Sens. John McCain (R-Ariz.), left, and Lindsey Graham (R-S.C.) speak with… (Evan Vucci / Associated…)
WASHINGTON — The White House appealed Monday to two of Congress' most powerful interests — protecting Israel and challenging Iran — as President Obama and his aides scrambled to win lawmakers' support for a resolution authorizing punitive missile strikes in Syria.
Obama led the full-throttle Labor Day lobbying campaign by dialing up congressional leaders and huddling for an hour with two Republican hawks, Sens. John McCain of Arizona and Lindsey Graham of South Carolina, who now may prove pivotal to the president's aims. McCain later gave a qualified endorsement, which cheered the White House.
The president is staking his credibility, and arguably his legacy, on the battle that will play out in Congress over the next two weeks. Before he leaves Tuesday night on a four-day trip to Sweden and Russia for an economic summit, he will meet with the leaders and ranking members of the key national security panels, including the Senate and House committees on armed services, foreign relations, and intelligence.
Obama is betting that a deeply divided Congress will come together on an issue that he has called a core security interest, and give him political cover to attack Syria without a United Nations mandate. The White House stands to lose a great deal if Congress refuses.
Analysts say a congressional rebuke could undermine the use of executive power and prerogatives in the future, severely damage U.S. standing with Israel and other Middle East allies, and embolden Iran, North Korea and other adversaries.
Obama worked hard Monday to avoid that scenario. McCain, who long has pushed for greater U.S. intervention in Syria, said after meeting with Obama that he would back a resolution if it included greater support for the opposition militias that have fought to topple Syrian President Bashar Assad since March 2011.
Rejecting a resolution against Syria would be "catastrophic," McCain told reporters. "It would undermine the credibility of the United States of America and the president of the United States. None of us wants that."
But in a sign of the uphill contest, Secretary of State John F. Kerry, Secretary of Defense Chuck Hagel and other senior administration officials struggled to convince skeptical House Democrats that military action was needed to punish Assad's government for allegedly using sarin nerve gas on civilians Aug. 21.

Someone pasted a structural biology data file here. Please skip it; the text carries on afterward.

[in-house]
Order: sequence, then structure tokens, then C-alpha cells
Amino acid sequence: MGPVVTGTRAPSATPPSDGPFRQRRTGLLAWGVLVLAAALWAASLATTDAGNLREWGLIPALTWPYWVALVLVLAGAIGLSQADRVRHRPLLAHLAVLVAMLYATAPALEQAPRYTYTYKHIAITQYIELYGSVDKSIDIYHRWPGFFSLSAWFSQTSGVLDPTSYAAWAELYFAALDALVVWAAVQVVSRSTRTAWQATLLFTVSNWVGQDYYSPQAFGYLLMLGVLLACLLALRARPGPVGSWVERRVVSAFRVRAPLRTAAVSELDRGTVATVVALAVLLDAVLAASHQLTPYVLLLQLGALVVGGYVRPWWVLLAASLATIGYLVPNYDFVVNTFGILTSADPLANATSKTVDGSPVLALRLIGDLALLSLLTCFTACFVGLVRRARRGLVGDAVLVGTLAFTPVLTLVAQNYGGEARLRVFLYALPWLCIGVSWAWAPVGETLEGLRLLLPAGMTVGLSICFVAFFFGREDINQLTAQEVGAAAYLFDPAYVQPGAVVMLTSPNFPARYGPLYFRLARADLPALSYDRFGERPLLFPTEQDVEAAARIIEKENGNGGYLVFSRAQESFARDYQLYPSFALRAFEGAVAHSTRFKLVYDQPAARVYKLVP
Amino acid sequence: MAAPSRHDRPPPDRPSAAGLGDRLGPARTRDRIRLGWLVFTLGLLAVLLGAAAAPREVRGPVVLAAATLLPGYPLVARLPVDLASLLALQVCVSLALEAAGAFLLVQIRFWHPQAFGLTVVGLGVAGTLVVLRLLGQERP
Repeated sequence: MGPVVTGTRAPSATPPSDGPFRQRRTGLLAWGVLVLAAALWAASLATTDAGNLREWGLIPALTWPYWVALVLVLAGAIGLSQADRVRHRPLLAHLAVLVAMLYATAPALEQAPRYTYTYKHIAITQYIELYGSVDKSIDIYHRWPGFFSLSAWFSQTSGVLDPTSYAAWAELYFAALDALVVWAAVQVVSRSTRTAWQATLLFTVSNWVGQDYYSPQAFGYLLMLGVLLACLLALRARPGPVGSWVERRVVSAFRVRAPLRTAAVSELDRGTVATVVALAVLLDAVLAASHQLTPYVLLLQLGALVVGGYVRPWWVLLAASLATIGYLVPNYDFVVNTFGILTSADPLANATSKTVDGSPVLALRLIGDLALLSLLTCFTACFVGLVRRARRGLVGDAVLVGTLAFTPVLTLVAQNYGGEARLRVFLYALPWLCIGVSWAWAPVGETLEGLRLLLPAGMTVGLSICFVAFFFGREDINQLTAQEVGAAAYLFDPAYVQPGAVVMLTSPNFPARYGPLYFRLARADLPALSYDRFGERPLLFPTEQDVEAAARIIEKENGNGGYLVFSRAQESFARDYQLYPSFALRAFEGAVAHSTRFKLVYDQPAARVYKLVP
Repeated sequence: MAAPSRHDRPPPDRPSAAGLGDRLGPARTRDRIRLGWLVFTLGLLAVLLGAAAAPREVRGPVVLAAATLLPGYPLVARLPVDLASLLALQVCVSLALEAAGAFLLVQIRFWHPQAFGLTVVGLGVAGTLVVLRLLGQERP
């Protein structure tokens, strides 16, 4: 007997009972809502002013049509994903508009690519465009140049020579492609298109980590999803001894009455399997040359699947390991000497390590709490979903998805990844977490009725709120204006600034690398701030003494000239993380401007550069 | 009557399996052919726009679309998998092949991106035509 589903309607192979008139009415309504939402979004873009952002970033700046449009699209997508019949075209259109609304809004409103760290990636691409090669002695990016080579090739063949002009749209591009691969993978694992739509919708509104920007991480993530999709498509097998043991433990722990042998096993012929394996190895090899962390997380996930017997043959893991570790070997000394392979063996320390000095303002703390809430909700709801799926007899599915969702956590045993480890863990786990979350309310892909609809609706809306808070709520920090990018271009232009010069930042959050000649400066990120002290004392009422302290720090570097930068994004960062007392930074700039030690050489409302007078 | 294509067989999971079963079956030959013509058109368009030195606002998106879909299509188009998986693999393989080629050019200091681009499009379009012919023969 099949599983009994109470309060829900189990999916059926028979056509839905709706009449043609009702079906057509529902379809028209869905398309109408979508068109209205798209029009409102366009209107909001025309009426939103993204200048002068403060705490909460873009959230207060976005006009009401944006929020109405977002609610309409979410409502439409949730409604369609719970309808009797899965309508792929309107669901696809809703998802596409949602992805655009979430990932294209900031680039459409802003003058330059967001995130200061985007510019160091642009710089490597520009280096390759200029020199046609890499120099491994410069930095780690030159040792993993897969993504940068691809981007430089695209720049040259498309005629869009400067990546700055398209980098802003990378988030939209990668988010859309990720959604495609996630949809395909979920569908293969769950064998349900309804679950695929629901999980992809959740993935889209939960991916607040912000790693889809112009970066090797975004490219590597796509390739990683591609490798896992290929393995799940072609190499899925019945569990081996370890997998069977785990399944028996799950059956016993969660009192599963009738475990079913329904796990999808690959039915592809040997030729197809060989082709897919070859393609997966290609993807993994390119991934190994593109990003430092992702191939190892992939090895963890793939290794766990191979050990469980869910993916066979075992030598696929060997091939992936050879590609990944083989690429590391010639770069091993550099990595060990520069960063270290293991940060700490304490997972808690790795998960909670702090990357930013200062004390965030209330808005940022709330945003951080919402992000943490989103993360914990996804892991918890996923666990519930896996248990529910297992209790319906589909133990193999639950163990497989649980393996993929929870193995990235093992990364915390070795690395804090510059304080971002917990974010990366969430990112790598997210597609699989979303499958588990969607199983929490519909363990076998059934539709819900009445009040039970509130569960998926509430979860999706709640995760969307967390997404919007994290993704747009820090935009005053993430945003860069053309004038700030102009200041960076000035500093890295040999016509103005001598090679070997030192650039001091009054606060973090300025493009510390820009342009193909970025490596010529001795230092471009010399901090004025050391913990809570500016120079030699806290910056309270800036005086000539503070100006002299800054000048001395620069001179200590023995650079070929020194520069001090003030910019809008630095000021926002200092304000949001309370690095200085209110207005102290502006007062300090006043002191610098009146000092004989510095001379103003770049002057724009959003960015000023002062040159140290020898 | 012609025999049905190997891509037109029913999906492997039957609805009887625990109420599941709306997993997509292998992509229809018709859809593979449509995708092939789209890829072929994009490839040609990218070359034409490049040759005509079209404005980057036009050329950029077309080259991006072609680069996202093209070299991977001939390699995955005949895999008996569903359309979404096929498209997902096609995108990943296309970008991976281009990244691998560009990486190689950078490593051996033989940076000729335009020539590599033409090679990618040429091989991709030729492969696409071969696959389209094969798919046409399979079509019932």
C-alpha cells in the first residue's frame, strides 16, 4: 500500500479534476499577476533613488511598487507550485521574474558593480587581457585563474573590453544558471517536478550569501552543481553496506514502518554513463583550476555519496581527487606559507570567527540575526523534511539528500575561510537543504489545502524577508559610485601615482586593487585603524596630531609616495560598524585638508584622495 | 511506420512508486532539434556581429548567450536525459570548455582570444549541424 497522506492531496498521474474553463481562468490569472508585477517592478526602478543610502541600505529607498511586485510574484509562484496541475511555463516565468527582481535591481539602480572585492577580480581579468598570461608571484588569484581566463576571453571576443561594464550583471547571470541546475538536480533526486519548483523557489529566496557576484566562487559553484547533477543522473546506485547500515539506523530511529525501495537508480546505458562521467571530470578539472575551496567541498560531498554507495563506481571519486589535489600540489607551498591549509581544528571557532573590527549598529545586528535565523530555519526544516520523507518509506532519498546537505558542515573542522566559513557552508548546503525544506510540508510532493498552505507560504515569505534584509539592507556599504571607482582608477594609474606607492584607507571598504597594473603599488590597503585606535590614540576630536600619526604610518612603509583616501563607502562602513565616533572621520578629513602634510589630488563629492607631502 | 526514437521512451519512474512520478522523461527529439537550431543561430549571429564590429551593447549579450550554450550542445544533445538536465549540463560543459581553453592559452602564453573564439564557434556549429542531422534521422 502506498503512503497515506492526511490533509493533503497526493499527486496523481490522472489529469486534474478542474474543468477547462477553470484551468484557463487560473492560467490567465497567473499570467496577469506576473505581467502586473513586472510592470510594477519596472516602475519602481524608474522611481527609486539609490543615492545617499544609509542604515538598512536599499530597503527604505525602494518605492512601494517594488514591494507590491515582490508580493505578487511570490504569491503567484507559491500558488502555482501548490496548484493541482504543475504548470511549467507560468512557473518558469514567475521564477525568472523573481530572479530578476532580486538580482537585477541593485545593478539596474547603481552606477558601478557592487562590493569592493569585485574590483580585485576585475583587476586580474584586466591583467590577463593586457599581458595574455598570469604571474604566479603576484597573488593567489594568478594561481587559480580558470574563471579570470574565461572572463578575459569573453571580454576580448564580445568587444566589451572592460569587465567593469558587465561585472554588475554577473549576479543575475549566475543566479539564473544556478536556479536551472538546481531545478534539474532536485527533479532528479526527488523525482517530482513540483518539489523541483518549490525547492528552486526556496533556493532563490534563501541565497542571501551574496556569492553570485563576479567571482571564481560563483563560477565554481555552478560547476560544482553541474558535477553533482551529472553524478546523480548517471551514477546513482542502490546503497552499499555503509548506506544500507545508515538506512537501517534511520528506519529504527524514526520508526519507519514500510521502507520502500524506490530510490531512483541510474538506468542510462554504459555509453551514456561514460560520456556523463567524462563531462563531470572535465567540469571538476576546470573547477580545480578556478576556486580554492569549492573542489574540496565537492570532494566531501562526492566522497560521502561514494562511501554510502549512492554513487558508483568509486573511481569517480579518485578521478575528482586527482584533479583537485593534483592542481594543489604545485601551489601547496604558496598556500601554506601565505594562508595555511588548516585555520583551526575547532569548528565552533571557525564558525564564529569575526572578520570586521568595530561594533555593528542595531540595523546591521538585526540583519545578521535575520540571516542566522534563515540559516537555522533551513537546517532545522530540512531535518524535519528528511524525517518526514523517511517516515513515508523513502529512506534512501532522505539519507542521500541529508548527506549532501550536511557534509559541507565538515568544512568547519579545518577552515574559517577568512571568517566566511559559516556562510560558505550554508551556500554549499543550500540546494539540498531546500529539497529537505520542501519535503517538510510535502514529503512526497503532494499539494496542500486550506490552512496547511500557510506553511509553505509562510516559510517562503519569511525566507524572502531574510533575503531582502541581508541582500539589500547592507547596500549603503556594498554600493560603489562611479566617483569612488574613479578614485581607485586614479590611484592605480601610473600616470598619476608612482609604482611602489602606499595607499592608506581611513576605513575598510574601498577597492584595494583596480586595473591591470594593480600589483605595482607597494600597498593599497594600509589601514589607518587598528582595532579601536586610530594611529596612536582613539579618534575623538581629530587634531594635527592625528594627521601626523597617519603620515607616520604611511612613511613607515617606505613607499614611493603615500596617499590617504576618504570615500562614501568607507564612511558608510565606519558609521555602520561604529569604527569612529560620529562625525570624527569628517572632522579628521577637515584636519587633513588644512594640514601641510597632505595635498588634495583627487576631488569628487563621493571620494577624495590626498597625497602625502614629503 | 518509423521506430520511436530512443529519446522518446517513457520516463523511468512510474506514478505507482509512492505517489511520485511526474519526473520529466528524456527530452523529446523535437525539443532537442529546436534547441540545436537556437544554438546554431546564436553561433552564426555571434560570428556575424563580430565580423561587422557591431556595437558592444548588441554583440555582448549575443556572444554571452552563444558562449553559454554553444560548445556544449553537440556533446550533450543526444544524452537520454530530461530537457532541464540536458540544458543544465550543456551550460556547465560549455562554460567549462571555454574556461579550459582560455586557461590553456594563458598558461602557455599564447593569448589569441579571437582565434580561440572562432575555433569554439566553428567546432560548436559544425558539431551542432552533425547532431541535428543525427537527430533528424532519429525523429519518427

In a sometimes heated conference call, House Democrats, many of whom are still in their home districts during the summer recess, said they were getting an earful from constituents deeply opposed to launching another war, according to a Democratic aide briefed on the call.
A senior administration official said the White House was working with lawmakers to adjust the language in the resolution to address their concerns.
Obama "made clear that he was not contemplating U.S. boots on the ground or an open-ended intervention, and that he intends to undertake tailored military operations, limited in scope and duration," the official said. "We are open to working with Congress" to win authorization for use of military force.
The White House strategy for threading the needle between opposing views rests heavily on the argument that airstrikes are necessary to send a clear message about U.S. resolve. The target, the White House argues, is not just Syria.
The broader strategic goal is to prevent Iran from obtaining a nuclear weapon and to safeguard Israel's security, sensitive issues that tend to galvanize an otherwise-gridlocked Congress.
Obama has pledged to prevent Iran from building a nuclear bomb, and lawmakers are generally united on that issue. They also understand that Israel, though officially silent on how Congress should vote, is looking to Washington to help shield it from the Syrian civil war's spillover into neighboring countries.
Administration officials warn privately that a "no" vote in Congress would encourage Iran to push ahead with its nuclear development program and would make it harder for the United States to intervene if Tehran decides to build a bomb.
Some officials say pro-Israel advocates who have leverage among House Republicans may play a key role in the coming debate.
Conservative Christians, who are passionate defenders of Israel, can be expected to weigh in with House Republicans from the South and West, said a House Republican aide. "They're tuned in to all of this," said the aide, who was not authorized to speak publicly under office rules.
Congressional antagonism toward Iran has grown over the last decade, as lopsided bipartisan majorities repeatedly have voted for tougher Iran sanctions, sometimes against the wishes of the White House. Lawmakers have discounted arguments that economic sanctions mostly hurt ordinary Iranians, not government rulers.